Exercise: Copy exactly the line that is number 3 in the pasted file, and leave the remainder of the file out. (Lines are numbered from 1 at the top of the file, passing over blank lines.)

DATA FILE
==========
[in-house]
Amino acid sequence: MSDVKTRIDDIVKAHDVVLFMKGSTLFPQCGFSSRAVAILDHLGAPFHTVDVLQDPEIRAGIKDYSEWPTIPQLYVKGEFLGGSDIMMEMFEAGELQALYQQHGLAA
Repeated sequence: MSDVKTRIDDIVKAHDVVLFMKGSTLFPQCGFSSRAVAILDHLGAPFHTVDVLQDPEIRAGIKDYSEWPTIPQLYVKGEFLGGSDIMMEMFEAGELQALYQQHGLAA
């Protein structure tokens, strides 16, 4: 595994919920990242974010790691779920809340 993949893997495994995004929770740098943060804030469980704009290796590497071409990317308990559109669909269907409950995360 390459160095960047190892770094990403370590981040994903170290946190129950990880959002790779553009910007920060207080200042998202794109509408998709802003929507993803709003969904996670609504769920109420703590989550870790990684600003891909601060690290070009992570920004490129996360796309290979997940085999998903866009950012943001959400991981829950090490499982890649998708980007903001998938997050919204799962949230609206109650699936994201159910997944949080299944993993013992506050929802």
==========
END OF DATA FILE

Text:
Repeated sequence: MSDVKTRIDDIVKAHDVVLFMKGSTLFPQCGFSSRAVAILDHLGAPFHTVDVLQDPEIRAGIKDYSEWPTIPQLYVKGEFLGGSDIMMEMFEAGELQALYQQHGLAA